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Migration, Remittances and Development

Ignacio Hernandez's picture

The World Bank organized today a discussion on the linkages between migration, remittances and development, on the occasion of the launching of the Migration and Remittances Factbook 2008.

 

Two of the speakers, Jason DeParle and Dilip Ratha, were respectively the writer and the main subject of an interesting article published in the New York Times last Monday: World Banker and His Cash Return Home.

 Demetrios Papademetriou, Co-founder and President of The Migration Policy Institute (MPI), also gave his point of view about the linkage (or lack thereof) between migration policies and development. The Migration Policy Institute’s website is a great source of information on this topic.

For more information, check also the World Bank's Migration and Remittances site.

 

Comments

Submitted by it kids on
Whoa! This is sad! We are going to start publisizing this stuff. We are some gifted children who want to make a difference! If you have any good ideas please post them here!!!!! Thanks for your help - the IT kids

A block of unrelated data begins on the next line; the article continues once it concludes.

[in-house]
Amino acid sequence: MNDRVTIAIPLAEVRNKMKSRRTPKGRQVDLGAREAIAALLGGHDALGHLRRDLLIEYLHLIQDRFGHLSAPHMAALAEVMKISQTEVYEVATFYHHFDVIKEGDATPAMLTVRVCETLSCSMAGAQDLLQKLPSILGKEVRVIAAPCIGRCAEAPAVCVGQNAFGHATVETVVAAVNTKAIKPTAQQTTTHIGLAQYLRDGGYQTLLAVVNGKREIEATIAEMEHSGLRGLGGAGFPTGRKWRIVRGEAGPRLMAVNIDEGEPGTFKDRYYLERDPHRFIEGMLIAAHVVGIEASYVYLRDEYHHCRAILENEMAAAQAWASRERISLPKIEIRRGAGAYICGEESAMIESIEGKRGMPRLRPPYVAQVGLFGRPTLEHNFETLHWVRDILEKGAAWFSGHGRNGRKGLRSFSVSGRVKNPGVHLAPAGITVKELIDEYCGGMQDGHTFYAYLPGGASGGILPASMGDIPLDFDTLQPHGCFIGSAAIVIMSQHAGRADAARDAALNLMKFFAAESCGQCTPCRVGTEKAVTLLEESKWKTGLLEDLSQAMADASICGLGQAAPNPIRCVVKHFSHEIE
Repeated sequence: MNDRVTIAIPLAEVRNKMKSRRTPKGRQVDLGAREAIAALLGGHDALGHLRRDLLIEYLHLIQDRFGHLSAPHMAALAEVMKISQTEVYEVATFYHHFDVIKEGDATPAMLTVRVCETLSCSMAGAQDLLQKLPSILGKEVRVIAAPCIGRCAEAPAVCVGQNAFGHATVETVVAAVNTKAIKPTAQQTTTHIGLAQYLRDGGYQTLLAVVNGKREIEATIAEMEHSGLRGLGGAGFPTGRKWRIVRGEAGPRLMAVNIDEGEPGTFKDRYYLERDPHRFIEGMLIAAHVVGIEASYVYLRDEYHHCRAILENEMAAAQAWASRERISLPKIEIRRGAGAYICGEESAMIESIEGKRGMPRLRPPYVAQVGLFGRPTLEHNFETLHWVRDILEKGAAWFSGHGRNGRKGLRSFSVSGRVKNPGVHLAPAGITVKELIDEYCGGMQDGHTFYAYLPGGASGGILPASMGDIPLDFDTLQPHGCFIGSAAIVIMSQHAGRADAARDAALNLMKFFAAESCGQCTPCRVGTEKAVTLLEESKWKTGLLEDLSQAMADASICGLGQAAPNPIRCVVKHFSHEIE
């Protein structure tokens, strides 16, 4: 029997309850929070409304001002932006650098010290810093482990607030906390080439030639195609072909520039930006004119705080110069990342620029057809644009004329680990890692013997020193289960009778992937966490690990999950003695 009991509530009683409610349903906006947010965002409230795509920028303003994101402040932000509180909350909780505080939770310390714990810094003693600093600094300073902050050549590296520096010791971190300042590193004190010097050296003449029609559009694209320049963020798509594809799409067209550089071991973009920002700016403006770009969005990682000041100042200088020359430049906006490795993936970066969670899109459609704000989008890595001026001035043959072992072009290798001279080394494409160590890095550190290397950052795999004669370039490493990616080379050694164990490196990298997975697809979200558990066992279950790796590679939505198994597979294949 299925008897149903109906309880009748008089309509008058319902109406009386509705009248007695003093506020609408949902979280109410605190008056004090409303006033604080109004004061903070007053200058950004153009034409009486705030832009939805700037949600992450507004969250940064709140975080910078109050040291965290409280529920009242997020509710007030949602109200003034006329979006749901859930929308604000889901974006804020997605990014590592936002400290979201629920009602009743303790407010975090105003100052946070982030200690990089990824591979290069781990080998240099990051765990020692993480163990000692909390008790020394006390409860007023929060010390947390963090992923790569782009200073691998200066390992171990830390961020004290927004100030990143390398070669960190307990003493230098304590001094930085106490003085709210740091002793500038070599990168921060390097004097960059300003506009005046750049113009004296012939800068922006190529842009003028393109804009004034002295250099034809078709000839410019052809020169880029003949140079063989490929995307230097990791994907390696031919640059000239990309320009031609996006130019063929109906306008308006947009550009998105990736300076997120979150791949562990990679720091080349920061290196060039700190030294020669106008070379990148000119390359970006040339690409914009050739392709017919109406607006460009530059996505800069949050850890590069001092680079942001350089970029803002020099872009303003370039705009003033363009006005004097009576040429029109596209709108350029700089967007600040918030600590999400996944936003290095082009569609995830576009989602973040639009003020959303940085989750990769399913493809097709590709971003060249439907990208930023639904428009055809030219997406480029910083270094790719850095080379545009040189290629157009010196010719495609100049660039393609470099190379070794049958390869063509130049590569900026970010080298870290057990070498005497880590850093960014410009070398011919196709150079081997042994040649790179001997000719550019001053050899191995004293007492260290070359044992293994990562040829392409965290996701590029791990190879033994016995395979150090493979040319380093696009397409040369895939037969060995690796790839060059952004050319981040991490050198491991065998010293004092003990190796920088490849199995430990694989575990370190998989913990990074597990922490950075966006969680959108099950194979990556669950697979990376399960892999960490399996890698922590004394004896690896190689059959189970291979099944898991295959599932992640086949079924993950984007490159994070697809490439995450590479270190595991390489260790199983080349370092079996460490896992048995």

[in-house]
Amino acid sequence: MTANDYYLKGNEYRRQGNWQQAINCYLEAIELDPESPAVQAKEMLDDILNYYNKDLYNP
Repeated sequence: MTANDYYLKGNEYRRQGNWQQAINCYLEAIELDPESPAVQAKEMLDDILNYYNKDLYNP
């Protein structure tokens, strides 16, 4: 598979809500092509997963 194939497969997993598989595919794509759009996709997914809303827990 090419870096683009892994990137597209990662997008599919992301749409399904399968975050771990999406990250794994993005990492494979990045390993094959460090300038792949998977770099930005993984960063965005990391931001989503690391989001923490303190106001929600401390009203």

Remittance fees: The tip of the tip of the tip of the iceberg There has been an incredible fixation by many institutions with the fees charged by the banks for the service of making the remittances. Yes, of course it is good that these fees become more competitive but it is almost laughable to think about all the resources used up in analyzing this very minor issue in an immigrant’s reality. Just the money spent on communicating by telephone with home or buying yourself over the border surpasses by far the sum of all the fees paid to the banks. Stop talking about the fees, and help the immigrants make more money with which they would happily pay even higher fees to the banks, if asked. Talk about shortsightedness! That is what I said over and over while I was an ED at the World Bank; and that is what I wrote in my book Voice and Noise; and that is what I kept on saying thereafter in all the many conferences on remittances that I have assisted to… to the extent that it is now almost embarrassing. Yet I still have to ask again: How many more millions in research, conferences and publications are the development institutions to waste on this really silly and minor aspect of the migration issue? Please help the migrants make more money instead!

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